Some DIY Week readers may have heard of the Rainy Day Trust, some may not, but do you know enough about what the Trust does for the industry, how it can help you personally, or your business and why DIY Week will be supporting the charity again at this year’s DIY Week Awards?


lthough the name has changed over the years, the Rainy Day Trust (RDT) has been working since 1843 to aid those who

work, or have worked within the home improvement or enhancement industries. That

sector, housewares, garden industry and builders’ merchants.

Originally set up as a pension fund for distressed members of the trade and their widows, the organisation now offers a vast array of services, from financial support and legal advice, to counselling and apprenticeships.

Often the first on hand to offer support and advice when a round of redundancies has been announced in the industry, the Trust makes a huge difference to a lot of people’s lives and carries out vital work as the only charity actively helping our sector. However, sadly, the RDT is met with apathy from some major retailers and organisations, who don’t see the benefit of engaging with the charity and who, in turn, don’t make their employees aware of the services and support they are entitled to, should they find themselves in a tough situation. Rainy Day Trust CEO Bryan Clover tells DIY Week: “When B&Q went through their last batch of closures – and Homebase too actually – I wrote to every store manager affected and said ‘we’re here, we can help all of your people, we can help them re-train, we can help with re-settlement, new jobs,’ all sorts… and nobody replied. I wrote to 60 store managers, I wrote to the head office, to the CEO, to the HR director, not one person bothered.” But there are some organisations just how valuable

who realise

a resource the charity is. Wyevale Nurseries is one example. Bryan met with the management

team at its

head office and now the Trust helps around a dozen of its staff every year, with a wide range of problems, such as help with heating, replacing

10 DIY WEEK 10 MAY 2019 includes the DIY

helping to fundraise. It’s a symbiotic relationship and it works very well. “I presented to 350 of his staff

recently and they had no idea they could get debt advice for free. We are working to get the message out about what we can offer... It’s just getting people to understand there’s no catch and, as a business, we can save you money.”

“Some businesses don’t care and

never will,” sighs Bryan. “Others are simply too busy and we send them out info packs but they go in the bin. Everybody knows that a happy staff member is a productive staff member – it doesn’t matter what they do, if someone doesn’t have stress leaning on them, they will produce more because they won’t be thinking about what’s going on at home.

“For example, if someone’s spouse

white goods, fuel for cars, getting cars fixed, and so on. The list of what the Trust can do really is endless and there is nothing to lose by engaging with the charity, as it won’t cost you anything – it exists purely to support people within the industry, including those people working within your business.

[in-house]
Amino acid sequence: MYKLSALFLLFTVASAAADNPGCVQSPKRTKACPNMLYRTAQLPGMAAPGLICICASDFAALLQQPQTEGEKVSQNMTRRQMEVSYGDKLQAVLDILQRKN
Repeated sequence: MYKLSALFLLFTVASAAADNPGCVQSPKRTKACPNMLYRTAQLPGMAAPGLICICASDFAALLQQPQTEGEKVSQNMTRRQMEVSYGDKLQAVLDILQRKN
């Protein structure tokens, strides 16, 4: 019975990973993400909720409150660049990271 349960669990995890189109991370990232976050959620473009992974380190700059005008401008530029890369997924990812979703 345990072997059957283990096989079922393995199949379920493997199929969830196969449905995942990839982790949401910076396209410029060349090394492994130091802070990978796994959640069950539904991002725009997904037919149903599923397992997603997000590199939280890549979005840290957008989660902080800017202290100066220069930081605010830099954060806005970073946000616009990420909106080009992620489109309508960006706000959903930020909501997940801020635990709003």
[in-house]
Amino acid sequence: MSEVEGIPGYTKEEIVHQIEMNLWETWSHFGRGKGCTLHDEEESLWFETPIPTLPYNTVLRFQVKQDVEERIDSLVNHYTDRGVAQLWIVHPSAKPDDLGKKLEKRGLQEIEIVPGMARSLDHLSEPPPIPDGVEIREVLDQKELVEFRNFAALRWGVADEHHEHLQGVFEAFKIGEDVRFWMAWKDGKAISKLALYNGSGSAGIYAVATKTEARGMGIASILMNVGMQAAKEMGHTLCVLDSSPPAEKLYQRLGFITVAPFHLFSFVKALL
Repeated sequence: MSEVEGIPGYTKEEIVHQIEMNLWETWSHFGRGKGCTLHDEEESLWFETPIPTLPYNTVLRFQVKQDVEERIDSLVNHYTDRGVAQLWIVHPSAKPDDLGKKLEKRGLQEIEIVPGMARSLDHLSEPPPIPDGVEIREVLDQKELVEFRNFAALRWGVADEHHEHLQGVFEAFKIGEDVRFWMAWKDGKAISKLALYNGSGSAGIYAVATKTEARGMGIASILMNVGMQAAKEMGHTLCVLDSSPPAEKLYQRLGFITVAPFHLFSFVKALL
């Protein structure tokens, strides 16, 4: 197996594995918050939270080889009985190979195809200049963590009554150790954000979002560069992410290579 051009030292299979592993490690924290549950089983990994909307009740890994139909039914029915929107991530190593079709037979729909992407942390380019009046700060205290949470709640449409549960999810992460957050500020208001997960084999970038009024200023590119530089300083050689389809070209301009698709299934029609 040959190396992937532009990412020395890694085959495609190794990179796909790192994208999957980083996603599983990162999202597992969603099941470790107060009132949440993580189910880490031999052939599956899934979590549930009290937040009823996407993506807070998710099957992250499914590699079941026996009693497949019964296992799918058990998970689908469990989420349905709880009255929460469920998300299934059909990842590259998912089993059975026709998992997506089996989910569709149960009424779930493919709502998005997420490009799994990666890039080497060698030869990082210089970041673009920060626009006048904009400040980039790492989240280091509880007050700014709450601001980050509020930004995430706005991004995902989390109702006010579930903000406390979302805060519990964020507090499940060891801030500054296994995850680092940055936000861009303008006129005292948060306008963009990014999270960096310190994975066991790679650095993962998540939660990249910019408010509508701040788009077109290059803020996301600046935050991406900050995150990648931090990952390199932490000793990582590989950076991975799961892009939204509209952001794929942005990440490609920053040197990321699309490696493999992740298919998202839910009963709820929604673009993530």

The Rainy Day Trust’s mission statement is to relieve and assist persons in need; providing financial and other assistance to improve the financial position, dignity and self- esteem of those people. The charity’s vision is that everyone should have the fundamental requirements for a happy life.

Another example of an organisation working closely with the Trust is wholesaler, Stax Trade Centres. Bryan explains: “You speak to someone like [joint managing director] David Hibbert and he cottoned on very quickly that we can save him a fortune in recruitment costs because we help him retain his staff. He’s doing something good for his people. They feel valued and don’t feel they

have to go somewhere else. He also doesn’t see what we do as a threat or political statement about his pay structure; he sees us making a difference and providing a service Stax can’t.”

Bryan continues: “It’s the same with Matthew Cantwell at Kitchencraft who realised he can get an employee assistance pan (EAP) for free with us. He then supports us by

is threatening to leave them, we can offer couples’ counselling. It’s all those things that maybe HR don’t want to get involved in but we can step in and provide support.” Any dealings with or applications

made to the charity are anonymous and remain confidential, so employers don’t ever need to know that anyone within their business has been helped or the details about what support has been made available. “There is a lot of stoicism with people thinking ‘I’ll muddle through’ but you don’t need to,” Bryan insists. “Other people in the company don’t have to know. It’s


• Improve staff retention and productivity by providing help and support for your workforce • Provide training and e-learning to help develop your team • Support for staff at risk of redundancy or once made redundant • Help your employees feel happy and valued • Support your HR department • Provide a free info pack complete with posters, info cards and any material needed to put up within your business flagging up a number they can call or how to apply for help from the charity All you need to do is email Bryan Clover for more information

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